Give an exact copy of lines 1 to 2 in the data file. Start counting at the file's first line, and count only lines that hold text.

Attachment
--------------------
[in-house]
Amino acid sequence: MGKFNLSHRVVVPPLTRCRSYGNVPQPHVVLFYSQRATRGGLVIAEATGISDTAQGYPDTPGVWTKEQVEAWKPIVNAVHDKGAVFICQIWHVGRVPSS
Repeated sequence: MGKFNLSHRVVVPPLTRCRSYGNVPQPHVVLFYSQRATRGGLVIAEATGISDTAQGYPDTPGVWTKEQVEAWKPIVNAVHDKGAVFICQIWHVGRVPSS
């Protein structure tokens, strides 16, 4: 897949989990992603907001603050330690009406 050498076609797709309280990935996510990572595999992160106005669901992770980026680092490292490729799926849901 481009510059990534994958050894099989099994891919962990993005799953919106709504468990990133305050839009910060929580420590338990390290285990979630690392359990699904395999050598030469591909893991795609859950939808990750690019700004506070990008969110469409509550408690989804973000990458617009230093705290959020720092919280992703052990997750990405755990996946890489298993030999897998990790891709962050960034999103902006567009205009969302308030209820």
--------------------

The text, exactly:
[in-house]
Amino acid sequence: MGKFNLSHRVVVPPLTRCRSYGNVPQPHVVLFYSQRATRGGLVIAEATGISDTAQGYPDTPGVWTKEQVEAWKPIVNAVHDKGAVFICQIWHVGRVPSS